Thursday, September 24, 2009


My husband often tells me that I should go back to school and become a doctor. NO THANKS! I tell him. I have no desire to go back to school for the next decade just to wear a white coat. Nursing on the other hand? Now that is something that I could definitely see myself doing. Wait...that's what I AM doing. On a daily basis. And I LOVE it. I just don't get paid...monetarily that is. I find myself to be a perfectionist, it goes along with the whole nursing thing. Therefore I find myself becoming really frustrated when I visit the local ER and end up doing things myself because the staff is clueless when it comes to a child like Ben. It's not their fault, and I don't hold it against them. They just don't have a lot of experience with medically fragile children. Take the other night for example. We arrived on their doorstep around 10pm. The triage nurse leads us to a room. I lay him on the bed, watching his chest heave in and out while struggling to breathe.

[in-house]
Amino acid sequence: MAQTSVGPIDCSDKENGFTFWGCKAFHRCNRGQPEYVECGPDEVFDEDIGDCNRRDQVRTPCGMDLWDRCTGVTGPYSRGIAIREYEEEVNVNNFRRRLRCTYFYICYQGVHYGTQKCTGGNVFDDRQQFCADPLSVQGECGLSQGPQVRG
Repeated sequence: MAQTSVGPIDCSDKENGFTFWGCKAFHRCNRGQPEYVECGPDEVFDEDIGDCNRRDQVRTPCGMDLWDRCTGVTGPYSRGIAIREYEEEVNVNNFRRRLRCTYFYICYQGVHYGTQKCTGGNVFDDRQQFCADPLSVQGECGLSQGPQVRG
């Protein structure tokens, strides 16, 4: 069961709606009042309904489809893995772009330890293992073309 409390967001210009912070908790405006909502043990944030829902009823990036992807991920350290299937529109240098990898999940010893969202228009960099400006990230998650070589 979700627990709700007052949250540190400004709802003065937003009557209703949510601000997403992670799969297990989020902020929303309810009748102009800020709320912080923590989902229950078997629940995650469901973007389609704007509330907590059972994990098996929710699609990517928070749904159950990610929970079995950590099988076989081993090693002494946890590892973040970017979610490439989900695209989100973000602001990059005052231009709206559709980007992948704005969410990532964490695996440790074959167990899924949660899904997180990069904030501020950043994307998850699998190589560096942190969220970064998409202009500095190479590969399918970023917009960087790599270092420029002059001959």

This is where I hold my breath.
I look over at the nurse assigned to us who is leisurely messing around with some wires, trying to figure out which chest leads to use? I snap into action and snap her out of "la-la" land telling her "how 'bout we forget about those leads for a moment and get this child some OXYGEN? And while you're at it, a sat probe would be nice." She stares at me and then grabs a nasal cannula. REALLY? She then proceeds to place the cannula over his nose. This is where I get somewhat annoyed. HE HAS A TRACH! He doesn't breathe through his nose OR mouth. He breathes through the little hole in his neck. I grab the nasal cannula from his face, snip the end off (since there were no trach collars to be found) and attach it to his trach. The doctor finally comes in to see him. We have the same conversation every time.
Doc: what's going on with Ben?
Me: oh, ya know...respiratory distress.
Doc: huh. I see. I'll call Dartmouth.
Me: sounds great!